Workshop: Mass in General Relativity
March 26-30, 2018
Organized by: Piotr Chrusciel, Richard Schoen, Christina Sormani, Mu-Tao Wang, and Shing-Tung Yau
Due to the equivalence principle and the lack of an absolute space, the understanding of the fundamental notion of mass in general relativity has been subtle since Einstein’s time. Arnowitt-Deser-Misner gave the well-defined definition for an asymptotically flat isolated system, while Bondi-Trautman gave the definition of mass after gravitation radiation. By 1970’s, it was well-recognized that the positivity of these notions, which is intimately related to the stability of the system, lies in the foundation of the theory of general relativity. There was an intense period of the study and the efforts culminated in the proof of the positive mass theorem by Schoen-Yau in 1980’s. The subject has since undergone rapid developments. Schoen-Yau’s proof led to the deeper understanding of initial data sets and trapped surfaces. Witten’s proof led to the notion of mass on asymptotically hyperbolic initial data and the positivity. Many new ideas and techniques from geometric analysis and physics emerge and are applied into the study. The goal of this workshop is to provide a setting for the most cutting edge results to be presented, and to facilitate interaction among researchers. The topics include, but not limit to, the following:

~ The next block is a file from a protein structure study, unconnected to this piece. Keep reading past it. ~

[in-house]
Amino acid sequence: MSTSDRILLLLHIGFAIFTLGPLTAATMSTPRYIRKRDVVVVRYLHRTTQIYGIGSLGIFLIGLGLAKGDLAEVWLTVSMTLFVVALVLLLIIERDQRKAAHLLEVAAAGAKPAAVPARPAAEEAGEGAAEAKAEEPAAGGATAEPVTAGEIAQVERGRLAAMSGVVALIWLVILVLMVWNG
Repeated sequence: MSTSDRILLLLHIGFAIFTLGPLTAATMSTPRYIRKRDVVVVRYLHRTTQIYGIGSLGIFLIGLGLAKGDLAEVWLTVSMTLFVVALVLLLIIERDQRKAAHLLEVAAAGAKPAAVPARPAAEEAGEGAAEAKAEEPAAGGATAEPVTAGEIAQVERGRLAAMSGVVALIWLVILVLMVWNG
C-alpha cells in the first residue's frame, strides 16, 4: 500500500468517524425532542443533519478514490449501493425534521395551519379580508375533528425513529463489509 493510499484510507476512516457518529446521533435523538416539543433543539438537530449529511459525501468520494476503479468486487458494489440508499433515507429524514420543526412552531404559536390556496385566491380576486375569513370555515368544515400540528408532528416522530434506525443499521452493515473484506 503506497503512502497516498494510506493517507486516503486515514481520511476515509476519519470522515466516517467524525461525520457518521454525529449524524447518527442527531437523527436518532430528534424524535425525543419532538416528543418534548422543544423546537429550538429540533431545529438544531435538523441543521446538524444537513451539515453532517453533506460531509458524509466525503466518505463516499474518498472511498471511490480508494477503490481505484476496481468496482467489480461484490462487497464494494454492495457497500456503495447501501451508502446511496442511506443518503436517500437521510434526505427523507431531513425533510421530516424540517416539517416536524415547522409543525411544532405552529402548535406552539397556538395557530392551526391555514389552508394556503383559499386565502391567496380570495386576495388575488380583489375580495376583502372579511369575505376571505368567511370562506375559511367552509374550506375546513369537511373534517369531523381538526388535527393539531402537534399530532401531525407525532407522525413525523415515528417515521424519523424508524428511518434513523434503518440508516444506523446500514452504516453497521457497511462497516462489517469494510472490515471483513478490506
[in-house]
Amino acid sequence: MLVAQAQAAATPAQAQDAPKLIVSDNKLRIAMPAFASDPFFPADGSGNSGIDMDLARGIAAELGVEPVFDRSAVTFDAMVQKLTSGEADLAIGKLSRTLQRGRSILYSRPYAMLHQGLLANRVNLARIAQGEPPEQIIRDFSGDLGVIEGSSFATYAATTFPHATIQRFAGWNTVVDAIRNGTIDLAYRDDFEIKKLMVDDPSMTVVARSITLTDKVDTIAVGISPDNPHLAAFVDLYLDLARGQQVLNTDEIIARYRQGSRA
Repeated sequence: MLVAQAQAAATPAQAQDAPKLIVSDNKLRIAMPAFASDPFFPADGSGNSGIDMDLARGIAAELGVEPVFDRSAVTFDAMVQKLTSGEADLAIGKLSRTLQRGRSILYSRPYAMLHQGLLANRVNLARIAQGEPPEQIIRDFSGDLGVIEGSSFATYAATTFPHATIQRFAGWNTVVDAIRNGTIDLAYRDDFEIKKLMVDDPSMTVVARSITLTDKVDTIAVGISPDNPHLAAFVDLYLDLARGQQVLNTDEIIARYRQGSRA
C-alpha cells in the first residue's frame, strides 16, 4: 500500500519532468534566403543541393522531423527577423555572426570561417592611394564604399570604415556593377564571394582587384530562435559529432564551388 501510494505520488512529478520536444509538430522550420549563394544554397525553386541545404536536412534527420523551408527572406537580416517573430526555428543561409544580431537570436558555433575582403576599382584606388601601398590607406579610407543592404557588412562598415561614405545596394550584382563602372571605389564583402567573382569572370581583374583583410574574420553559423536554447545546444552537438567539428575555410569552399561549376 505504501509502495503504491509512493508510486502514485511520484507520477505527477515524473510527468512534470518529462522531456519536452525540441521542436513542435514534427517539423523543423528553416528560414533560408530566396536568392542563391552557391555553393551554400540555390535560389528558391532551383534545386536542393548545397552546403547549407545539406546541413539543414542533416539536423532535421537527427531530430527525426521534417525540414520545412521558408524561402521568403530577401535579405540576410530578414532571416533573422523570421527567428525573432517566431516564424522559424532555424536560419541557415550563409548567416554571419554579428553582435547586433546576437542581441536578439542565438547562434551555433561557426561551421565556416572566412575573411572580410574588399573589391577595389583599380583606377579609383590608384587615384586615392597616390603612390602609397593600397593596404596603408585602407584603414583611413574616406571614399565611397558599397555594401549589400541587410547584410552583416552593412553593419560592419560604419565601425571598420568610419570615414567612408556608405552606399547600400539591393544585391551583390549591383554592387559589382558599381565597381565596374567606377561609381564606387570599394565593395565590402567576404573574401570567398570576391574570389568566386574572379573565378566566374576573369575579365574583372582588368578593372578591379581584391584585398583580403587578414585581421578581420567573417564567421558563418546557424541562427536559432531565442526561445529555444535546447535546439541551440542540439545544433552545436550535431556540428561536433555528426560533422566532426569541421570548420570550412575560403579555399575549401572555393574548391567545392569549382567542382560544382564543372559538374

1. Mass and boundary conditions: The notion of mass for asymptotically (A)dS space and the relation to the AdS/CFT correspondence.
The notion of Bondi-Trautman mass in higher dimensions.
The notion of quasi-local mass.
2. Inequalities involving mass: The spacetime Penrose inequality.
The mass-angular momentum inequality.
3. Mass and interior geometry: What does the mass defined at the (either finite or infinity) boundary tell us about the interior?
When the mass is small, the interior should be close to a flat space.
On the other hand, when the mass is large enough compared to other geometric data, black hole or trapped surface should form.
This is within the context of the hoop conjecture.
4. Mass and initial data set construction: Density theorems.
Center of mass and CMC foliations.